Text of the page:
So, I just read a post that talked about the confusion around the causes and appropriate treatments of mental disorder. I think this confusion comes from forgetting to engage in reflexivity, and this is something that all of us are guilty of – lay people and scientists alike. Resorting to reactive, polemic thinking comes from the desire to save face, and to relieve frustrations. These are human tendencies, and just because one puts on a lab coat, and decides to be impartial, doesn’t mean they leave these blind spots at the door. If scientists who study the mind spent a fraction of the amount of time looking at their own minds, and their motivations for supporting certain initiatives, we may have a more creative and innovative mental health care system.

When we look at what evidence-based really means, it is that someone has decided to put money into something that seems to work in order to prove that it does. If the scientific world wears just as many of it’s own blinders as the rest of us, and it does, then we miss out on actually studying and allowing alternative initiatives to become evidence-based. Many of the greatest scientific discoveries come out of left field, and if we don’t allow for new angles, we then lose the real purpose of scientific inquiry.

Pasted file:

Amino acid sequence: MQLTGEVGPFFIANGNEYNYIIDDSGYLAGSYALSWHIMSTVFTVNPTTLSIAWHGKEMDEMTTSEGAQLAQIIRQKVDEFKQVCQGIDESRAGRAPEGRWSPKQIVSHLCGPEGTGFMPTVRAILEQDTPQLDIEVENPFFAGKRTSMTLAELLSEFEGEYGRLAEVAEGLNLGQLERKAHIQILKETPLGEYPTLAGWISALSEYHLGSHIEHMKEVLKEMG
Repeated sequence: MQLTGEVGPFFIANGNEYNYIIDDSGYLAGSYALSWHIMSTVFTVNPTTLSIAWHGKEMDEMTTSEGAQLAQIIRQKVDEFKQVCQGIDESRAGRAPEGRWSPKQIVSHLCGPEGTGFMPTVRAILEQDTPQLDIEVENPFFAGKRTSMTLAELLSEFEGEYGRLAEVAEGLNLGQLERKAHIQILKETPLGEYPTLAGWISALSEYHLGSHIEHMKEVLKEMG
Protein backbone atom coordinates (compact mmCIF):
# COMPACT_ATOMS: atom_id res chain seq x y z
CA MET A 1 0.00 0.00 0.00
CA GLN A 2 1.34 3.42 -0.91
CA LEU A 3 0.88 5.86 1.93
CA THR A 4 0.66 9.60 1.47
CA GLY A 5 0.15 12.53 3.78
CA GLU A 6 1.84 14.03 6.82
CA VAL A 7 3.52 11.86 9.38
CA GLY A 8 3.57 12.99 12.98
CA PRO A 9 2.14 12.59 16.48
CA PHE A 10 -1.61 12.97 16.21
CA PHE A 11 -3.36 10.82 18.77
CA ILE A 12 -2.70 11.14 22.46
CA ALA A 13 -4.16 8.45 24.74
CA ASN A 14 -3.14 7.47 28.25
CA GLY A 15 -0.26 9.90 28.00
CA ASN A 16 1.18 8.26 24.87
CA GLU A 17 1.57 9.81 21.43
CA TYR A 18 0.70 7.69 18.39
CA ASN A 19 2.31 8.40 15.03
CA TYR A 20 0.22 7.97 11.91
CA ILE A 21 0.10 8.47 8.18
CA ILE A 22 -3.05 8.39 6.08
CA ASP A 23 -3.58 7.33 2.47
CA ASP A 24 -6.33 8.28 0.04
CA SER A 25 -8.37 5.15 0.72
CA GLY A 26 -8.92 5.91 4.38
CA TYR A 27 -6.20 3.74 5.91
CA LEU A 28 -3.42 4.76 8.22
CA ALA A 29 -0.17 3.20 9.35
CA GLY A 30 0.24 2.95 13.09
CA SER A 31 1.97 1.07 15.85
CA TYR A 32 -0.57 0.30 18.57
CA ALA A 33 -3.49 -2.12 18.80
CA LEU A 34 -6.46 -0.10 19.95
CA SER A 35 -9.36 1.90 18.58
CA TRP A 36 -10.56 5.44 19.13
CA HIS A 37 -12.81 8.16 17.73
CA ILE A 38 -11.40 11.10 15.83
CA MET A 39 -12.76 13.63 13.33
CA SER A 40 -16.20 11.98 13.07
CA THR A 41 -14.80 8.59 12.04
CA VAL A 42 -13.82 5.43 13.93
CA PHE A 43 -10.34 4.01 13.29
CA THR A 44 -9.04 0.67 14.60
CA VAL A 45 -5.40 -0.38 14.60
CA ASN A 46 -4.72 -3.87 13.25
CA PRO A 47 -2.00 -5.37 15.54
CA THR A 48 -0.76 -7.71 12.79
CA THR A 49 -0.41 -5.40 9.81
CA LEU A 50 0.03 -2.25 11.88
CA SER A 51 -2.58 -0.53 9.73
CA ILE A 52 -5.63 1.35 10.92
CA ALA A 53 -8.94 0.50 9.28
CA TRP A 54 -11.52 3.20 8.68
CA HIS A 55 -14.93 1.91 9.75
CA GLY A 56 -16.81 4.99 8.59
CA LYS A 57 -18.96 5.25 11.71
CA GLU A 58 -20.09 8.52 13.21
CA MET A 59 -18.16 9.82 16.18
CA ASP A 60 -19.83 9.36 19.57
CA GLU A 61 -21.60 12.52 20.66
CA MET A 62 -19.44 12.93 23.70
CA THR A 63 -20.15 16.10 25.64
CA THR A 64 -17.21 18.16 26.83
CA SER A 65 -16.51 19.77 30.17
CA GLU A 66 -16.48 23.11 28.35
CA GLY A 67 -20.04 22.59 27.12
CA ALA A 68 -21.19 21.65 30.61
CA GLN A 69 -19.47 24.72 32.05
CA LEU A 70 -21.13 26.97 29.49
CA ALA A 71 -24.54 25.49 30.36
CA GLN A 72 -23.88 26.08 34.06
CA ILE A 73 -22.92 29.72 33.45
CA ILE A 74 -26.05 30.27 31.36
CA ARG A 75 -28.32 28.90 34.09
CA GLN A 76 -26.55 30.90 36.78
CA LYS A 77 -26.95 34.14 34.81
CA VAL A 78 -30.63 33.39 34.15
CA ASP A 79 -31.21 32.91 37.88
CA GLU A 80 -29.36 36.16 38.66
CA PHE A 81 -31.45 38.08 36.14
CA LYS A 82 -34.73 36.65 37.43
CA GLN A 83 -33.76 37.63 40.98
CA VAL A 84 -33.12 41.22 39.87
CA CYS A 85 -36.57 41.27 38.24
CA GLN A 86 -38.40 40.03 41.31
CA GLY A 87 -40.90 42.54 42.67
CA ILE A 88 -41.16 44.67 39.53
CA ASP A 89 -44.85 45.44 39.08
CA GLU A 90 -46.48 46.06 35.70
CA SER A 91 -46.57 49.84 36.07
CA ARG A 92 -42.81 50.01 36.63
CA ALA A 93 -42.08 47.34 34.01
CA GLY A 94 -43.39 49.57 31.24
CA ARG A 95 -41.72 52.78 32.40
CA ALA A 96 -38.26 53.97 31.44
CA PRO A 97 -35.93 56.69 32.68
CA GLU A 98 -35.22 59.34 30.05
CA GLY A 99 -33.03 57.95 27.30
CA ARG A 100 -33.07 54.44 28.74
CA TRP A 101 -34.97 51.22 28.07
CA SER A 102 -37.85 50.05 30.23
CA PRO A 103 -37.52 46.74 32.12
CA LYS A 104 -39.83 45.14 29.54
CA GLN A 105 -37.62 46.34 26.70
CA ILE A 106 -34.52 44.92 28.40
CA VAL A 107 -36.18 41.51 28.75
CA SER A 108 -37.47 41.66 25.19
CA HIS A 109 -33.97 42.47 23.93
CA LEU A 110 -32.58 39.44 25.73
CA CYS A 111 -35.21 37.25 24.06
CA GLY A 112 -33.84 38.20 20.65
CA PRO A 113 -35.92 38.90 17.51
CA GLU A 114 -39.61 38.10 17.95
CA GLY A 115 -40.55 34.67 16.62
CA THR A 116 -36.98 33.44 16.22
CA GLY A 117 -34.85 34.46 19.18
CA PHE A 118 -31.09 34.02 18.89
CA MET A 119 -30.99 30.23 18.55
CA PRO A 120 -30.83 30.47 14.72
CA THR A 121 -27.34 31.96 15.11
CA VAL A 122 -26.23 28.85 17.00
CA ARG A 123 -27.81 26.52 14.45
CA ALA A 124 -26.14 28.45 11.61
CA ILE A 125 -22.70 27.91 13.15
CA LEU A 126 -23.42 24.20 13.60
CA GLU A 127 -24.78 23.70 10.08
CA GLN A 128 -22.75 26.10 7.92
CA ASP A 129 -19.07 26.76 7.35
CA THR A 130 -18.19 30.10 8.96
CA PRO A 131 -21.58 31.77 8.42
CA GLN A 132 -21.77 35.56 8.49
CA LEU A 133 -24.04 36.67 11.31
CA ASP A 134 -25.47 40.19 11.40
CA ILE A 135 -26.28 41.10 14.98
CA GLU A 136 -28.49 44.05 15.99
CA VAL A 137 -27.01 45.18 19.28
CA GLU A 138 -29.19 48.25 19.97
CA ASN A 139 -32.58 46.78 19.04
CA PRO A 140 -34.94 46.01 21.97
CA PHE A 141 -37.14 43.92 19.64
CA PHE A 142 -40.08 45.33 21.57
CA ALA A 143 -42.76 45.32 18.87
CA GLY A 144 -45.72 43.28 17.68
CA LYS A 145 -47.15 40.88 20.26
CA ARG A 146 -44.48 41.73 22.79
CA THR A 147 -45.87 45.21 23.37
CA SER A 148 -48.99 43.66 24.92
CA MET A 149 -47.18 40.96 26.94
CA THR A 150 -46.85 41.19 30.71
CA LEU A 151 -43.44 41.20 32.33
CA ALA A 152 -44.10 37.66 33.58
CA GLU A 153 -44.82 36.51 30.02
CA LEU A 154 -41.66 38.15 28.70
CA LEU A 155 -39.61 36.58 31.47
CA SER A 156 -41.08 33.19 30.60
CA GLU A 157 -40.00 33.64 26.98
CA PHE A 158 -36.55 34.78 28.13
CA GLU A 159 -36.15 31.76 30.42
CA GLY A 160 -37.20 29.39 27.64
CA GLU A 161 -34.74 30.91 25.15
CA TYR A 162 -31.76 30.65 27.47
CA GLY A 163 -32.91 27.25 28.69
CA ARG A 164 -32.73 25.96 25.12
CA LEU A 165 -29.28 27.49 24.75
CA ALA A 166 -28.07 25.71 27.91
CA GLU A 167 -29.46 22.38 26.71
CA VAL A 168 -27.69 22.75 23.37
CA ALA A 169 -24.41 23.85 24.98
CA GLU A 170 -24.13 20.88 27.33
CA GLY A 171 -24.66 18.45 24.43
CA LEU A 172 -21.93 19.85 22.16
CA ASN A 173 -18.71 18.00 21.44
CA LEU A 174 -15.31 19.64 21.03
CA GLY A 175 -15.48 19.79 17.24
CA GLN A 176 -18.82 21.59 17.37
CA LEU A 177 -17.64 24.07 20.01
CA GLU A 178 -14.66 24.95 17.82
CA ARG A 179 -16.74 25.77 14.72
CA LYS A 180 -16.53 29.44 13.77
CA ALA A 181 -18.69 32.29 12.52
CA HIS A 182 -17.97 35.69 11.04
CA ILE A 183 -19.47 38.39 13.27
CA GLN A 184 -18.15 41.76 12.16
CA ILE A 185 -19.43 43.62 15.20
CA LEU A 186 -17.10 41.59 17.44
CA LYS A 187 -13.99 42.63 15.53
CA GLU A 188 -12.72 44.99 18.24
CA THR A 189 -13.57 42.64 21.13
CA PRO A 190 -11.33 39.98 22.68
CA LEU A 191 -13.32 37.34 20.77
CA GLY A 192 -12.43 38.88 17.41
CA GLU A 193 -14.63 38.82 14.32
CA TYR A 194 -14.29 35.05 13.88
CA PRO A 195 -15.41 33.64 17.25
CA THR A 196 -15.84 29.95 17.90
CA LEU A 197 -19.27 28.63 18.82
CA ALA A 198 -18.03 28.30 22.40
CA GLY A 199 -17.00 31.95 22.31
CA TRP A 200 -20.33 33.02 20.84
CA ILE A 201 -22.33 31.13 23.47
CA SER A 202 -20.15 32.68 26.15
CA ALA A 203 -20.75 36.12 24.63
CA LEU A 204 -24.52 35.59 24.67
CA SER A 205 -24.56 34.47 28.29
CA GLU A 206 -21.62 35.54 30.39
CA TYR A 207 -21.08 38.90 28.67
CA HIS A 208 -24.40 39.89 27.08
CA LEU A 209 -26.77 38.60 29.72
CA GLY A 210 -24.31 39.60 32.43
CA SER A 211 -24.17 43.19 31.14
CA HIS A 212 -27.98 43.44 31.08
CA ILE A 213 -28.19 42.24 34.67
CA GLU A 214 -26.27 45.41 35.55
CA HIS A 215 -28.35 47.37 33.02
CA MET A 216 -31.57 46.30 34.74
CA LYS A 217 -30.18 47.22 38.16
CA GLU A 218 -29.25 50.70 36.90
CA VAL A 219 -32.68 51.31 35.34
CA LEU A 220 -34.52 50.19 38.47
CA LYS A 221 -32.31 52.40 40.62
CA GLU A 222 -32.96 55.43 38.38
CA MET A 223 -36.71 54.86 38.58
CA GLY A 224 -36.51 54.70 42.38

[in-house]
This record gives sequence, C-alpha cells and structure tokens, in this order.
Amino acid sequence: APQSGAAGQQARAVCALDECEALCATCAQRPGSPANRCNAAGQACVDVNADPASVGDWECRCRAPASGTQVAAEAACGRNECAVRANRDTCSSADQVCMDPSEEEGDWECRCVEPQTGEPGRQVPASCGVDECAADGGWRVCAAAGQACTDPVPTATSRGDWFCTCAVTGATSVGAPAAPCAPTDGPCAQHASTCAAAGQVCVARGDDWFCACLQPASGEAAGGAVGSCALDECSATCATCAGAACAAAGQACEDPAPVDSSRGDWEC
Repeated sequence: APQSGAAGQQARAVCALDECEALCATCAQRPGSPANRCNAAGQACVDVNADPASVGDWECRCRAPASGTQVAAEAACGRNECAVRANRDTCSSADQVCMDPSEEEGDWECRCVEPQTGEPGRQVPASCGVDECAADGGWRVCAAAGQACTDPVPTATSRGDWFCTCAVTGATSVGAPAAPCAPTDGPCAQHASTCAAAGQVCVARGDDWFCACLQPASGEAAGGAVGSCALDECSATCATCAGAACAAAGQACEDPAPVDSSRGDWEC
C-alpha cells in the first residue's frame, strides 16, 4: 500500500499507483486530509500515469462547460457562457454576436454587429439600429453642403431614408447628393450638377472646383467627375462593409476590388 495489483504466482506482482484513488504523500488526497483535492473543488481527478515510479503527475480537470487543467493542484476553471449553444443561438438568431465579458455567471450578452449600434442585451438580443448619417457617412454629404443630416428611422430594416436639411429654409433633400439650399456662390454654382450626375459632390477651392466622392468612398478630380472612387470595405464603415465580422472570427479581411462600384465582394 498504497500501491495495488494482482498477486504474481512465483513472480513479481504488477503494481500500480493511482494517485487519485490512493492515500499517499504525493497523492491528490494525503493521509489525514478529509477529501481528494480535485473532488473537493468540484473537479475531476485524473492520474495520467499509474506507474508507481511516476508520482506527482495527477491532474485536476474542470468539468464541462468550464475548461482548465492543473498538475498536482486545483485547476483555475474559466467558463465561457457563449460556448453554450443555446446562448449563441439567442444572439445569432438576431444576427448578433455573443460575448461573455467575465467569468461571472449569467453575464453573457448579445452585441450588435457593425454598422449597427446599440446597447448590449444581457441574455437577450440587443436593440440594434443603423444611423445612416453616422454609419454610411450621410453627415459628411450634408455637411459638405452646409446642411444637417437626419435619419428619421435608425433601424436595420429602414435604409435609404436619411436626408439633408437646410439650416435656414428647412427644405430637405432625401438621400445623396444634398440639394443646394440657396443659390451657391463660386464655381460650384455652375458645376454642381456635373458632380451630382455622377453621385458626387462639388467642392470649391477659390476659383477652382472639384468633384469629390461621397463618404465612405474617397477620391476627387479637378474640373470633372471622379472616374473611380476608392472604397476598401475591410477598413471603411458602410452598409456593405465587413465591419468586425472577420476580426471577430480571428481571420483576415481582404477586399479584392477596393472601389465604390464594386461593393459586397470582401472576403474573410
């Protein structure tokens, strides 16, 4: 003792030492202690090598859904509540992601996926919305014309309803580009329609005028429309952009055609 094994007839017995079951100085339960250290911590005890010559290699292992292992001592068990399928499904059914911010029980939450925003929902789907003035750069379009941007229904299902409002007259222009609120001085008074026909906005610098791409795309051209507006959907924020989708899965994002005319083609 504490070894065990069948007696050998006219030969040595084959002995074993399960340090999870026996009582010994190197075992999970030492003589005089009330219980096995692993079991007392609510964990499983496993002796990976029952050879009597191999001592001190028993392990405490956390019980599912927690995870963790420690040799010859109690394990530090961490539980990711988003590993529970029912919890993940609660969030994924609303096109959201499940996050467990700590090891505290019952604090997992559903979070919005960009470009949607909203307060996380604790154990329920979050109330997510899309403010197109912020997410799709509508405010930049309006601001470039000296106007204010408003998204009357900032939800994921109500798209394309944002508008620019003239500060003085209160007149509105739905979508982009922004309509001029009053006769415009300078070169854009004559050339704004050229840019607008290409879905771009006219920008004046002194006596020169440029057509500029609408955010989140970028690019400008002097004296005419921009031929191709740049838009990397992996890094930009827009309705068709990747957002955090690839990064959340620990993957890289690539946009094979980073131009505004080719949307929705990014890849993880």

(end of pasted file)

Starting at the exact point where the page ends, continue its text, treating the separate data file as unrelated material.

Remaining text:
To pretend that science is impartial is to say that humans are capable of this. We can get close, if we try, but I would argue that the science world itself does not possess the holy grail of true perception. When it decides to acknowledge the influence of politics and culture and and economics, when it really examines the role of reflexivity, we will all be better off.